I can’t say that I’m surprised by the results of the NHL head coaches’ poll assembled by TSN’s own Bob McKenzie.

The Hockey Insider asked 27 coaches who they thought was most deserving of this year’s Jack Adams Award, and they responded (in order): Barry Trotz of the Washington Capitals, Gerard Gallant of the Florida Panthers, Lindy Ruff of the Dallas Stars, Bruce Boudreau of the Anaheim Ducks, and Ken Hitchcock of the St. Louis Blues.

I think there’s a pretty compelling case to be made for all five guys. After all, the list of prior Jack Adams Award winners includes guys — Patrick Roy and Bob Hartley come to mind — who rode unsustainable puck-luck benders to a prominent finish in the standings.

If anything, the Roy and Hartley wins show how difficult it is to measure true coaching impact. So much of a coach’s success (and failure) is predicated on the talent assembled for him, and our expectations of the team going into the season. That’s generally why you see the Jack Adams given out to one of two candidates every year: a coach whose team took an unsuspecting leap forward, or a coach of one of the league’s best teams.

I’ve thought a lot about how to measure coaching impact on teams because I think it’s a very important element to consider for front offices. How sure are executives that they are getting the most out of the talent they have assembled? How do we know that coaches are making optimal lineup decisions with the players available?

There’s not a lot fans are privy to with respect to coaching, but one thing I think can be measured pertains to lineup decisions over the course of the season. Are the right guys being broken up? Are the wrong guys being split in rapid fashion? Does a coach genuinely have an eye for what’s working and what’s not?

This is measurable. Let’s think about line combinations for a moment. Every team’s had dozens of line combinations throughout the season – some have lasted for a long time, some were broken up very quickly. There should be some relationship between the combinations that stuck and successful play. Conversely, one would assume that the line combinations that were split early on were submarining team’s performance.

So, let’s look at those relationships. I ran two simple correlations: total ice-time together versus offensive performance together and total ice-time together versus defensive performance together. Which team managed their lineups most properly?

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I think the data in here is fascinating for a number of reasons, but mostly because it gives us a bit of insight into what coaches – either consciously or sub-consciously – tend to value across their team.

Let’s look at shot generation first, which runs across our horizontal axis. Teams on the right appear to very much value line combinations that generate swaths of shots and scoring chances – those teams being Minnesota, Pittsburgh, Los Angeles, Toronto, and Carolina.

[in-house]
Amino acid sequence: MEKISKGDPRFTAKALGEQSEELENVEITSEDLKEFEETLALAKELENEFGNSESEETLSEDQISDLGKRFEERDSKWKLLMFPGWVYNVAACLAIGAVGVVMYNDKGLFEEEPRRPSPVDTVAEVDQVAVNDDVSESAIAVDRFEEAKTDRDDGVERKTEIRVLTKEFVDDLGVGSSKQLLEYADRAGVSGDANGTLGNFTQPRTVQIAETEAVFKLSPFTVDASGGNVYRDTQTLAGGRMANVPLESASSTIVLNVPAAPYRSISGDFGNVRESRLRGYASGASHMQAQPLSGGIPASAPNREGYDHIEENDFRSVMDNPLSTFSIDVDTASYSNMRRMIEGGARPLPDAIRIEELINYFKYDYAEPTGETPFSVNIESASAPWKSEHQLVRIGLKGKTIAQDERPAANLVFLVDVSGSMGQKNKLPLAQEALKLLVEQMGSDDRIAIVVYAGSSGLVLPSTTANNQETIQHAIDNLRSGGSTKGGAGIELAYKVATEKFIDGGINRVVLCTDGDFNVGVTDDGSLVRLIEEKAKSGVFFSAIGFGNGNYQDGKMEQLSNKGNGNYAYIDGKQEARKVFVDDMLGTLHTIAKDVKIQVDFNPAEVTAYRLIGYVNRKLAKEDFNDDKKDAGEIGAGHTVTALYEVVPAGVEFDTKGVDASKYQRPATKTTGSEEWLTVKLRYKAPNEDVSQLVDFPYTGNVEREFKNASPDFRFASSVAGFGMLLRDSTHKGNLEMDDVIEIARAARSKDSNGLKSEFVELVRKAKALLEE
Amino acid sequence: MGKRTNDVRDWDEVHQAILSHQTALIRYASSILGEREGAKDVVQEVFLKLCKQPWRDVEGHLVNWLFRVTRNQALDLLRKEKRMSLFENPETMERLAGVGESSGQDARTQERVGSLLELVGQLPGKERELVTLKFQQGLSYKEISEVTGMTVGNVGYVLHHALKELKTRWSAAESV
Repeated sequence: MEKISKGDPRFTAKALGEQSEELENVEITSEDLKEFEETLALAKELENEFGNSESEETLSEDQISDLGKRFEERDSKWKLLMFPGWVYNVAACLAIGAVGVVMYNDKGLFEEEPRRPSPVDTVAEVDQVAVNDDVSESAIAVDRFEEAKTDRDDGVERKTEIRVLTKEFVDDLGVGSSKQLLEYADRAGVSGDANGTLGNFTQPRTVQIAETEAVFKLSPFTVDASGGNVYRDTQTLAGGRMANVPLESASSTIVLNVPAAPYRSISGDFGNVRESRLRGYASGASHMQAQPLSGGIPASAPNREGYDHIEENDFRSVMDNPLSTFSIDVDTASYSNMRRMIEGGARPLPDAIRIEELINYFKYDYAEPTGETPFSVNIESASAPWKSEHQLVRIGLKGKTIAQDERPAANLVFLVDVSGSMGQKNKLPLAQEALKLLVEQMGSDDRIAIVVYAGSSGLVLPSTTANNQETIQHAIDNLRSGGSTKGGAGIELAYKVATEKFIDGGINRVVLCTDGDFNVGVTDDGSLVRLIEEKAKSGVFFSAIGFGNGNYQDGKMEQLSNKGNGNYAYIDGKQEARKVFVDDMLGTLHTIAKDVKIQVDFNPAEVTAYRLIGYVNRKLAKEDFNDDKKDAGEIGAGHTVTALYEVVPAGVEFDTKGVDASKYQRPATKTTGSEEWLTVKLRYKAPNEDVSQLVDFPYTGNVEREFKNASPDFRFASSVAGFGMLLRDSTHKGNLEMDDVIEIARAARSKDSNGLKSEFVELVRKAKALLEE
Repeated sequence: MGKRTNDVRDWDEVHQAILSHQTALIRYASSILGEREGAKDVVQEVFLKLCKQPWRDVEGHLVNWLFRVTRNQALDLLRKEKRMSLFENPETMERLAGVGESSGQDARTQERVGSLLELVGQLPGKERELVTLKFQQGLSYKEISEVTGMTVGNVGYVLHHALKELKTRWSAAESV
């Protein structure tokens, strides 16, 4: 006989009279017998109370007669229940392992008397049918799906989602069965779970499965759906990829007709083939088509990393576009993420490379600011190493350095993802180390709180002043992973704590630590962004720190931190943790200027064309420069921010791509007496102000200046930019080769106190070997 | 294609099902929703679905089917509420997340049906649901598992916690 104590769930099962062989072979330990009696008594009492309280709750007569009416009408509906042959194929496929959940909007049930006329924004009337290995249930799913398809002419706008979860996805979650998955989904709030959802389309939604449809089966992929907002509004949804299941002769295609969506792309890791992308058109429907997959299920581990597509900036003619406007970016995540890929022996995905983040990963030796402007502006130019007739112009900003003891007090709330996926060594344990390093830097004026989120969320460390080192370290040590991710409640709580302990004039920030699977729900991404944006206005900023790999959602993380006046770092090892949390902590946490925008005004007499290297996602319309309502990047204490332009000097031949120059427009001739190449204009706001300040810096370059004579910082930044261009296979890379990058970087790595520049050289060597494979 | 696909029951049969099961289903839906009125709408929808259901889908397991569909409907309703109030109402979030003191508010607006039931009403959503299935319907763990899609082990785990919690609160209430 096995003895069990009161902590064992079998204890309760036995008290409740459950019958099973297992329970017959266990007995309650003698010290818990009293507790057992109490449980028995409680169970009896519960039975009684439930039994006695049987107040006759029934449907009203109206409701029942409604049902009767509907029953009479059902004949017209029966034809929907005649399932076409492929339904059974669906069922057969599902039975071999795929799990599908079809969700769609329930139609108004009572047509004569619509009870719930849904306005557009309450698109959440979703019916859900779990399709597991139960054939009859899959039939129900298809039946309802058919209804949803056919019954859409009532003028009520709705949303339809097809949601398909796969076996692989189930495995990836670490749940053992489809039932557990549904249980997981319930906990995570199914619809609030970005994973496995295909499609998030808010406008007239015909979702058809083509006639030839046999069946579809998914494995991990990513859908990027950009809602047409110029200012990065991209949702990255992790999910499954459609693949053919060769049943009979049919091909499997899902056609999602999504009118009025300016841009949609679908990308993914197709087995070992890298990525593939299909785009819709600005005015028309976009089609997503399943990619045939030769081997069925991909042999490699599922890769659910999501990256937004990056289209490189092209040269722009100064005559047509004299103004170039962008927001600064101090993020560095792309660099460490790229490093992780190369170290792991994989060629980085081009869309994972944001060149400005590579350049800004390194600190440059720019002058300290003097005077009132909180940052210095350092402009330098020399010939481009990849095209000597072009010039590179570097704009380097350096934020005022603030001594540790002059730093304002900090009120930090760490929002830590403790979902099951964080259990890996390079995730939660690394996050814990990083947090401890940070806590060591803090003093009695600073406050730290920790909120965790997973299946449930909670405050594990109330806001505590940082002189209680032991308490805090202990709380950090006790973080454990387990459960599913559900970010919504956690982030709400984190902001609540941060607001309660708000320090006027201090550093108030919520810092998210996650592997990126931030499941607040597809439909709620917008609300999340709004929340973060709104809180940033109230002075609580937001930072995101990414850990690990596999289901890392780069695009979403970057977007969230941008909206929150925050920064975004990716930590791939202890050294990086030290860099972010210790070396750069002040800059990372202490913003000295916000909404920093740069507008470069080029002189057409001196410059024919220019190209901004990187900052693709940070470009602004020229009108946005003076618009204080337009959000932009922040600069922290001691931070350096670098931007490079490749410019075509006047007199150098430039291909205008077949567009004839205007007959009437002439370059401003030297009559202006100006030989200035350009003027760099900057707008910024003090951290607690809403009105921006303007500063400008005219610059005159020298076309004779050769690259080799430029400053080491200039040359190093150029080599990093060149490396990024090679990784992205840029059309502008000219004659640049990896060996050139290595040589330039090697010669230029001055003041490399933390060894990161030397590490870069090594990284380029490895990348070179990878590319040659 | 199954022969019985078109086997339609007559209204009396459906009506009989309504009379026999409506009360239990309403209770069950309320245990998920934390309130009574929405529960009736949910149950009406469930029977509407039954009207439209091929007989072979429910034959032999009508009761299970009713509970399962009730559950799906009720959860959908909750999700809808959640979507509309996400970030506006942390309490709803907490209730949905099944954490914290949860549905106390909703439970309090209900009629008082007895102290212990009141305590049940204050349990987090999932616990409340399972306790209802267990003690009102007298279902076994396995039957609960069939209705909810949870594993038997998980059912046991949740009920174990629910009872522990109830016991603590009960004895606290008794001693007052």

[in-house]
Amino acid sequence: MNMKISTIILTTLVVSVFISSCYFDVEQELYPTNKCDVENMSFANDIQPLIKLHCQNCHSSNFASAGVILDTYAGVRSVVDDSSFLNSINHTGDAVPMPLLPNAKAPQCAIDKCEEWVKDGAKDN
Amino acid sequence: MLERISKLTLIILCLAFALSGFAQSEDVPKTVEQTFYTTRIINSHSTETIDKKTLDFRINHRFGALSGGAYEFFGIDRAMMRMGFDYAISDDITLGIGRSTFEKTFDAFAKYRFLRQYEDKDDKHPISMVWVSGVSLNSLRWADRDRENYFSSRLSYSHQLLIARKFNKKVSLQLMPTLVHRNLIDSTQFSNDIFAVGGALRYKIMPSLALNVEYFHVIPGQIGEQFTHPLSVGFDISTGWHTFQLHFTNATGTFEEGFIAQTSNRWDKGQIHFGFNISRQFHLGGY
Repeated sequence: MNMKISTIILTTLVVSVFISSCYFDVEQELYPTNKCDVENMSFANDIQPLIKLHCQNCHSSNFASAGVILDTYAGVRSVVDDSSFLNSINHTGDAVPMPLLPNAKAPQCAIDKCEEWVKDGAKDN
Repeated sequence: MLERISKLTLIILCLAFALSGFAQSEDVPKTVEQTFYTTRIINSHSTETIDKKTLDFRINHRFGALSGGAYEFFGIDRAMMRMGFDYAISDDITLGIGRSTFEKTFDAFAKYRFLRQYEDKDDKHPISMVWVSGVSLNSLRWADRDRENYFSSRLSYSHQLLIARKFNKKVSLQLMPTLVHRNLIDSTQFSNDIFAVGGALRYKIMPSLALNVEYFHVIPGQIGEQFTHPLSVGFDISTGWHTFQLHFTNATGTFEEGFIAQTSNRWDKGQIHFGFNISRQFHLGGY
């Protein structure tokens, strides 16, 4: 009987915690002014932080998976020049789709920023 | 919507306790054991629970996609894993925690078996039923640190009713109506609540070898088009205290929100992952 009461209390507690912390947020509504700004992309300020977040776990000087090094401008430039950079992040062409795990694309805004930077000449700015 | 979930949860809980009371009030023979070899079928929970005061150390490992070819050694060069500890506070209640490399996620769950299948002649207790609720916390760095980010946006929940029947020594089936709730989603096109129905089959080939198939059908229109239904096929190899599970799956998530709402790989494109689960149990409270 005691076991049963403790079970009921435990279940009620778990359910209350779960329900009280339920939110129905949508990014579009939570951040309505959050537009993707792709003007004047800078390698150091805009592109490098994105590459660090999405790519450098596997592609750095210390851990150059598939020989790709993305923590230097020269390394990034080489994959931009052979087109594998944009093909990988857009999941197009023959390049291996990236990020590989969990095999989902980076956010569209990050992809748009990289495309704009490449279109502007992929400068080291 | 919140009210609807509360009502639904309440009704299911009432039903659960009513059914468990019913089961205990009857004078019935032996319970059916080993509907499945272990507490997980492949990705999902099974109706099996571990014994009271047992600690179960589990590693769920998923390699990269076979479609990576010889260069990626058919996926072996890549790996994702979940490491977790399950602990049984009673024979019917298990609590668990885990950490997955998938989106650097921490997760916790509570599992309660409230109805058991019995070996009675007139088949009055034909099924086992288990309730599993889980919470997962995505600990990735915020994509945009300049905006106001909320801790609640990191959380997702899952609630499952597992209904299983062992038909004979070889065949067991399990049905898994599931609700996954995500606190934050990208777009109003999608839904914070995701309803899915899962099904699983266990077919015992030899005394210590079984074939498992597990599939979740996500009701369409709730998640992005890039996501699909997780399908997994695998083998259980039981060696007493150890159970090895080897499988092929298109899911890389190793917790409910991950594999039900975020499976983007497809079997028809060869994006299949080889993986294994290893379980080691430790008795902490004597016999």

It’s not lost on me that at least four of these teams take hockey analytics incredibly seriously, and the fifth team – Los Angeles – is the absolute master of 5-on-5 performance. It’s also not lost on me that in this group you have two exceptional coaches in Mike Babcock and Darryl Sutter, two coaches who have commandeered big mid-season turnarounds in Mike Sullivan and John Torchetti, and one coach who has been so good this year he’s earned the right to coach Canada at the world championships.

On the other end of the spectrum, I can’t figure out what Vancouver was trying to accomplish this season. Most of the teams, either knowingly or unknowingly, played their better line combinations more than their weaker line combinations. In Vancouver it was legitimately the opposite from a shot generation standpoint – the groups that generated less offence seemed to stick around. Why? I’m not sure I have a good answer to that question.

Let’s look at shot suppression now, which runs across our vertical axis. Here we want to see a negative correlation, so teams toward the bottom appear to play combinations more that suppress shots and chances against.

Again, look at the coaches who populate this end of the list. Joel Quenneville and Bruce Boudreau appear to be the most averse to lines that bleed shots, as well as (and a bit surprisingly, I might add) Jack Capuano. In this group you find hundreds and hundreds of NHL wins – plus my preferred Jack Adams candidate.

The other side of the coin is just as interesting. Babcock’s team is here, which is surprising but somewhat explainable – the team did trade away a few of their competent defensive wingers, which kind of obfuscates the data. It’s far less surprising to see Alain Vigneault and John Tortorella here. The Rangers have been nothing short of a catastrophe in the defensive zone for most of the season, and Columbus is coached by a man who adheres to the principles of structured shot-blocking above all else. Those seem much, much more in line with what we would think.

I’ll caveat this analysis by saying it’s far from perfect – trades, roster turnover, and injuries can muddy the relationships a fair bit. That said, I do think it can speak reasonably well to coaches at both poles. When you’re positioned like a Carolina, Anaheim or Los Angeles here, I’m pretty comfortable in saying that the head coach has a pulse for what works and what doesn’t.

As for a team like Vancouver or New York? Well, their preferred deployment choices seem rather puzzling, since less frequently used lines generally outperformed more frequently used lines. To that end, it certainly seems like some coaching criticism may be warranted and justified.